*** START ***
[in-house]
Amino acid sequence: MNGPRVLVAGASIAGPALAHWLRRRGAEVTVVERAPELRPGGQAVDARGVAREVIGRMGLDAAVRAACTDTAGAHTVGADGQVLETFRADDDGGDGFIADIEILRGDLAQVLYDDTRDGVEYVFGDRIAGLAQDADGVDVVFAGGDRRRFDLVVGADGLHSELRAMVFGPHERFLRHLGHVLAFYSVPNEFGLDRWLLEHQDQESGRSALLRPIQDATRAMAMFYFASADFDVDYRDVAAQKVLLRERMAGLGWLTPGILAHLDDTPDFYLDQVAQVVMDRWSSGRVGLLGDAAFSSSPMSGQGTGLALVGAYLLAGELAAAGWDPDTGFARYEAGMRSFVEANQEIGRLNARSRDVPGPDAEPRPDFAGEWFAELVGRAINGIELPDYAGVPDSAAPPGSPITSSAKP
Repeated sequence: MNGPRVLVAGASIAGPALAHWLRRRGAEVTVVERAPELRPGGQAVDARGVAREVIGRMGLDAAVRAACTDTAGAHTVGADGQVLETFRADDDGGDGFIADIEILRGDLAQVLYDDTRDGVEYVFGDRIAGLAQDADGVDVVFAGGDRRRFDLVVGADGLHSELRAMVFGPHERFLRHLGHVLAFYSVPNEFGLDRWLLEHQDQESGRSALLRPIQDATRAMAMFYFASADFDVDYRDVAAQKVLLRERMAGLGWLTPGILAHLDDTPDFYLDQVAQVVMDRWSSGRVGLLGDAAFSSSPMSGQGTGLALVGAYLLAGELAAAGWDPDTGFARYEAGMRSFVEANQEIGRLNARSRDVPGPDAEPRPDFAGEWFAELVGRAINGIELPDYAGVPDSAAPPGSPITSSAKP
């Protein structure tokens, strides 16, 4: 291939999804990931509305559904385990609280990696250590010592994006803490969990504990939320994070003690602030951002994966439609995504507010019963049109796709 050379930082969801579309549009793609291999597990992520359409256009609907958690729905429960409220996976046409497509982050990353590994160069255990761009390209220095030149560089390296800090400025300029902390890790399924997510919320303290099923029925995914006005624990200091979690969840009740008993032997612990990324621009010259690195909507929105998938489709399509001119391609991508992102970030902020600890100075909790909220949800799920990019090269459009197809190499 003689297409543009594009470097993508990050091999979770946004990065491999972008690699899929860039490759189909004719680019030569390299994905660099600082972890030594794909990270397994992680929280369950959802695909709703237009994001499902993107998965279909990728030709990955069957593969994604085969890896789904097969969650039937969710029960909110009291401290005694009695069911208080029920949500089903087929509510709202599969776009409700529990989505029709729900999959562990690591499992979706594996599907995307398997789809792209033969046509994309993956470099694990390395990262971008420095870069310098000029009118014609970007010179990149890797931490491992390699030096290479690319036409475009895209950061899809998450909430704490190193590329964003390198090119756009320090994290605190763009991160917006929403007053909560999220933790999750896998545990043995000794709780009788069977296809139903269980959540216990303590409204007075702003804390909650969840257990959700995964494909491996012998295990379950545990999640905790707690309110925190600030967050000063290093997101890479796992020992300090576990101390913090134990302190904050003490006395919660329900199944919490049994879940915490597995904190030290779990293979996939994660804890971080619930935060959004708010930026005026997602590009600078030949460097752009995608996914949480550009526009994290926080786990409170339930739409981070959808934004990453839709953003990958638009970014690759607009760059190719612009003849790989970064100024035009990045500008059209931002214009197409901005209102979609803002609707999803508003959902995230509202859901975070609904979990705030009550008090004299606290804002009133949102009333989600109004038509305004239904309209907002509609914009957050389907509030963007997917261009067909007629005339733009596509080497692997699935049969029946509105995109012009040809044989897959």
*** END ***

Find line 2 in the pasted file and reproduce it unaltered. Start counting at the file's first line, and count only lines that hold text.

Amino acid sequence: MNGPRVLVAGASIAGPALAHWLRRRGAEVTVVERAPELRPGGQAVDARGVAREVIGRMGLDAAVRAACTDTAGAHTVGADGQVLETFRADDDGGDGFIADIEILRGDLAQVLYDDTRDGVEYVFGDRIAGLAQDADGVDVVFAGGDRRRFDLVVGADGLHSELRAMVFGPHERFLRHLGHVLAFYSVPNEFGLDRWLLEHQDQESGRSALLRPIQDATRAMAMFYFASADFDVDYRDVAAQKVLLRERMAGLGWLTPGILAHLDDTPDFYLDQVAQVVMDRWSSGRVGLLGDAAFSSSPMSGQGTGLALVGAYLLAGELAAAGWDPDTGFARYEAGMRSFVEANQEIGRLNARSRDVPGPDAEPRPDFAGEWFAELVGRAINGIELPDYAGVPDSAAPPGSPITSSAKP